Re: Languages



 #include <stdio.h>
 int main()
 {
 register int i;
 printf("I'd rather know C and be ignorant of French,\n");
 printf("than speak French and have my VCR flashing\n");
 for(i=0;i<10;i++) printf("12:00\n");
 printf("all day.\n          :-)\n");
 }
 As the individual who initially seeded this debate, I should probably
 throw in my $0.02....
 Dr. Smith's request for info on schools that allow the substitution
 of computer programming languages for "real" languages was made due
 to a question that arose during my graduate committee's review (and
 approval) of my Ph.D degree plan.
 I did NOT suggest the substitution of a computer language for a
 "real" language to circumvent an attempt by University to force a
 liberal arts education upon me.  On the contrary, the one thing I
 have never been accused of is taking a vocational approach to
 learning.  My University's requirement is currently "knowledge of a
 foreign language from the choices of French, German, or Russian",
 which is tested by the ability to translate relevant excerpts in the
 chosen language to English.  This is obviously NOT a requirement
 designed to broaden my cognitive outlook (unless the University is so
 hopelessly Eurocentric as to think that useful scienctific approaches
 are the exclusive domain of English, French, German, and Russian
 speaking scientists and societies).  The requirement no doubt arose
 due to the previous unavailability of translated journals.  Of course
 as a Computational chemist, what will I be translating more often:
 French or Fortran?
 Most of the many objections to this substitution seem to be based
 around the erroneous idea that rudimentary knowledge of the
 linguistics of a given geographical area somehow magically imparts
 knowledge of its culture and perspective. That is not now and has
 never been the case.  Studying a culture (and by extension, learning
 to empathize with it) is the domain of Sociology and Anthropology,
 not of linguistics. I studied 3 years of Spanish as a high school
 student.  I do not remember more than a smattering of the language
 nor do I have a greater appreciation for, or understanding of, tacos.
 Knowledge of a language only begets knowledge of a culture when one
 uses the language to interact with the culture in question (notice
 that the olny posters who claim empathy with a culture have used
 their language ability to VISIT and INTERACT with the culture).
 On the other hand, I spent two semesters studying the Australian
 Aborigines in college (from perhaps the world's foremost expert). To
 this day I still look at the hours I spent on this 50,000 year-old
 society among the most intellectually, spiritually, and
 philosophically fulfilling of my entire life.  So much so that I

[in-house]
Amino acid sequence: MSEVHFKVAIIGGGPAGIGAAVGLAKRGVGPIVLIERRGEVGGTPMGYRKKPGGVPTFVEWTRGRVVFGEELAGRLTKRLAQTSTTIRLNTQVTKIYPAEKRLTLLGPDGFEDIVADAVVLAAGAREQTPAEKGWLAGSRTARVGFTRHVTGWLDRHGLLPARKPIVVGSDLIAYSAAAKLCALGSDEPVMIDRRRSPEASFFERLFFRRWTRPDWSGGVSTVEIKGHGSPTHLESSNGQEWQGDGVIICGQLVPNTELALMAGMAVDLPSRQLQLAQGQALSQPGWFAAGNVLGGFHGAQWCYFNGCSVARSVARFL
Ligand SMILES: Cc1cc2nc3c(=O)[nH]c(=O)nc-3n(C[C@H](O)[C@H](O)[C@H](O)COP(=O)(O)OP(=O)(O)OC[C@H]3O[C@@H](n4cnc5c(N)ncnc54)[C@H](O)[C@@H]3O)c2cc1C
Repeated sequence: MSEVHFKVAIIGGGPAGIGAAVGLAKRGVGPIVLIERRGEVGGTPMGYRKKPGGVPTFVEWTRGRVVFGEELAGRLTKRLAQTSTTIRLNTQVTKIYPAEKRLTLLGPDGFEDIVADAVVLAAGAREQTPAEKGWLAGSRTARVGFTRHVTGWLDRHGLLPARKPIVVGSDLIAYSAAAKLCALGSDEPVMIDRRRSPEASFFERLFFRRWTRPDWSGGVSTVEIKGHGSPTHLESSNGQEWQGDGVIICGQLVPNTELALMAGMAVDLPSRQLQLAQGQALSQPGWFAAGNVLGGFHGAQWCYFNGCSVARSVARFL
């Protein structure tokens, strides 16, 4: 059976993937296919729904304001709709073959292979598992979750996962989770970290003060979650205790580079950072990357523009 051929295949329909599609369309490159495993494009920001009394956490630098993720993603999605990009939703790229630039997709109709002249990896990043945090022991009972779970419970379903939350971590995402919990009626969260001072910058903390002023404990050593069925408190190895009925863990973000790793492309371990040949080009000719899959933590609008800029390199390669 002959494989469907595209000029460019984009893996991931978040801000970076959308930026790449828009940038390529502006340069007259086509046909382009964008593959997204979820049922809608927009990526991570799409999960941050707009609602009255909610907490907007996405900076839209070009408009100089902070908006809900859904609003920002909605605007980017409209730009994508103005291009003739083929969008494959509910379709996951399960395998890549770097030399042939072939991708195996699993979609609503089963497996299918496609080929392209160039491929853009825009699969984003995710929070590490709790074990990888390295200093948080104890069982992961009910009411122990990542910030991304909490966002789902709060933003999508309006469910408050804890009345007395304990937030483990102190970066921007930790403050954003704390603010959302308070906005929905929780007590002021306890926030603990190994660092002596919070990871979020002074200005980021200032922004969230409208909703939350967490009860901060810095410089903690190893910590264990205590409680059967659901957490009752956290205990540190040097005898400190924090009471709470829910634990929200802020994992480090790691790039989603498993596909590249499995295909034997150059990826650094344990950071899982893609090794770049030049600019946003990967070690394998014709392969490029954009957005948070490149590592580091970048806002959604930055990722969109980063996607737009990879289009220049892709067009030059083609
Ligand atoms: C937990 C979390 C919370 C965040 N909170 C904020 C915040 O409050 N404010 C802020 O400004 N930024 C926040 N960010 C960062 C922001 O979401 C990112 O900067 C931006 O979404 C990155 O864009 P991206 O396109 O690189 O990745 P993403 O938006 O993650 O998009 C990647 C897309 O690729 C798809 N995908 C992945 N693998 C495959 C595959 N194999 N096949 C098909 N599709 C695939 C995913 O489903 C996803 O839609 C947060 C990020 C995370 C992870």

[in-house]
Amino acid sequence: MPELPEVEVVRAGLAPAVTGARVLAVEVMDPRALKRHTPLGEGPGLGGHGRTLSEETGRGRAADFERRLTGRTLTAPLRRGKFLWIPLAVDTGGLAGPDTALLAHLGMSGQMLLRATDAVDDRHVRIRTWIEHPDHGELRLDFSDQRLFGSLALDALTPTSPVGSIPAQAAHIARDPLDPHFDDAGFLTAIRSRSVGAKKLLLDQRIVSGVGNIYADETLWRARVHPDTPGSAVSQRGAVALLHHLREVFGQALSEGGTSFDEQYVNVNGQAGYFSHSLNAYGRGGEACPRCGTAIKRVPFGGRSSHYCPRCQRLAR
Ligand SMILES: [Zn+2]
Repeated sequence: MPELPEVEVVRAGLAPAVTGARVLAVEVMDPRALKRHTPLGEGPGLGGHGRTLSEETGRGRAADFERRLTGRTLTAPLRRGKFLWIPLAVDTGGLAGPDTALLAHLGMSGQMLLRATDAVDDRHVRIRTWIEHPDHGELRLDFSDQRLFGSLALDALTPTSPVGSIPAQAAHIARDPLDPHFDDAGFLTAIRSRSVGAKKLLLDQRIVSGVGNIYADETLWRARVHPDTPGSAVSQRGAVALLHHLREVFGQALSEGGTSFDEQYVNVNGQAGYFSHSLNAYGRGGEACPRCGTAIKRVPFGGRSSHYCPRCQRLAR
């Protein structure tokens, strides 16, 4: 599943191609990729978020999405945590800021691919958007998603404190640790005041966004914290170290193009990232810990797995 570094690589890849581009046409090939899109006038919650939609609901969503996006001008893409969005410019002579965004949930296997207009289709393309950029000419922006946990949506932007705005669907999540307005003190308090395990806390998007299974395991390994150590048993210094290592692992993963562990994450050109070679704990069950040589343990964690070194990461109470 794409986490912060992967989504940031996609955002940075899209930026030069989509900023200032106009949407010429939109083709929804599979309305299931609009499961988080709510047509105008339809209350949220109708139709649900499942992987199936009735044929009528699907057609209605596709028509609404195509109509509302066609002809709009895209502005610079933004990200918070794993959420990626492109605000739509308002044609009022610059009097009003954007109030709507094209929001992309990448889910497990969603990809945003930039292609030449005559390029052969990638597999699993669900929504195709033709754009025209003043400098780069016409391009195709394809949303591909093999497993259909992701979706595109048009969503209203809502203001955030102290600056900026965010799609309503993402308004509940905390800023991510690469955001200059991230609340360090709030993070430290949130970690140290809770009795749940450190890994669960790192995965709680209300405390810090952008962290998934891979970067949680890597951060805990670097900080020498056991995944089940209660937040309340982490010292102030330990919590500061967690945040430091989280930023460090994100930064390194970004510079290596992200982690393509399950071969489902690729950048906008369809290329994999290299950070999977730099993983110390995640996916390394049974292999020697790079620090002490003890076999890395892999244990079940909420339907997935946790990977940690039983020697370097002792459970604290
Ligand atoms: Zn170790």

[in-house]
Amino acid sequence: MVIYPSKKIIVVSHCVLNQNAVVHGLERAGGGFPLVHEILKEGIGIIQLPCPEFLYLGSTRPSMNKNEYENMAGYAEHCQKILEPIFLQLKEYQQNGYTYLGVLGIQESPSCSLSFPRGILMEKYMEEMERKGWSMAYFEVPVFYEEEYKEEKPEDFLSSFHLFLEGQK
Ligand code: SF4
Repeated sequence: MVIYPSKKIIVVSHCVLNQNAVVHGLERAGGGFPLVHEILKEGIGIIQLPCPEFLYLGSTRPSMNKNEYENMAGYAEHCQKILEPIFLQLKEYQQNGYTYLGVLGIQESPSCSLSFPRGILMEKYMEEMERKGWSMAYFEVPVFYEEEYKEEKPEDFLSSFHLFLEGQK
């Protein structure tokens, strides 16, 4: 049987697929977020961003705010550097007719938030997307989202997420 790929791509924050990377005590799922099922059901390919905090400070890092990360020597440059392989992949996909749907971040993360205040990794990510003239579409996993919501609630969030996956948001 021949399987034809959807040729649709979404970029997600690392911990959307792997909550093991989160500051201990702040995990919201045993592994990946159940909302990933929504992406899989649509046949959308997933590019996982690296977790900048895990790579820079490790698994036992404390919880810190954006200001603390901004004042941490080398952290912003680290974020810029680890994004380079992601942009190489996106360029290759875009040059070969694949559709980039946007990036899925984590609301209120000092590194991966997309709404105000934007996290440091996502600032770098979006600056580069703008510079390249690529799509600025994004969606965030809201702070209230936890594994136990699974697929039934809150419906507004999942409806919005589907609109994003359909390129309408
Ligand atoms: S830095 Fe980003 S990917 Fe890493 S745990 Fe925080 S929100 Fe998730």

still study the culture when I have time and plan to visit the
 continent when I have $.
 >From a more practical standpoint, my research in college was based
 upon some literature available only in German.  It took me about 4
 hours to translate the required sections to English.  I don't know
 German. I have never taken German.  Is it really necessary to prove
 that I can read a translation dictionary?
 On the other hand, every day I do research I use a computer.  I also
 know 8 different programming languages (and several system-dialects
 of each of those 8).  I forwarded our list's Fortran/C discussion of
 a few months back to a programmerfriend of mine at Cray Research.
 They pinned it up on the board so that the whole department could get
 a laugh out of it (mainly due to the obvious lack of knowledge some
 of the posters demonstrated with regard to structured programming
 techniques).  One of the Comp. Sci. professors whom I contact with
 questions from time to time described the programming in a popular
 and widely used semi-empirical package as "Braindead".  Apparently
 the science of programming has escaped some of the Comp. Chem.
 population.
 In short, the philosophy behind this suggestion was one of "Since
 this is a VOCATIONAL ABILITY requirement, why not be tested in an
 ability that is relevant to my chosen field."  It was not and is not
 a goal on my part to escape the benefits of a broad-base liberal arts
 education. I fully agree that everyone should know a 2nd language.
 For that matter I also think that everyone should also study
 Sociology and Anthropology and Historx0and Philosophy and Economics
 and Phys. Ed. and Music and....   For that matter, I think that
 everyone should also have both 1000 or more freefall skydives and
 should know the difference between Tequila and Mescal.  These
 things were and are an enjoyable part of my education and SHOULD
 be part of a good education in ANY field.  Again, the
 requirement in question was never designed to insure a well-rounded
 education. It was implemented when translating journals was a
 necessary skill and was designed to make sure that graduates were
 able to preform that task.
 To borrow J.M. Seminario's use of analogy:
 Jumping graduate students through linguistic hoops designed to test
 an outdated skill is no more likely to produce an Aristotle than
 slide rule requirements in engineering would be to produce a
 Frank Lloyd Wright.  :-)
 My own opinions.  You are welcome to yours as well.
 Dale Southard
 Dept. of Chem, U of T.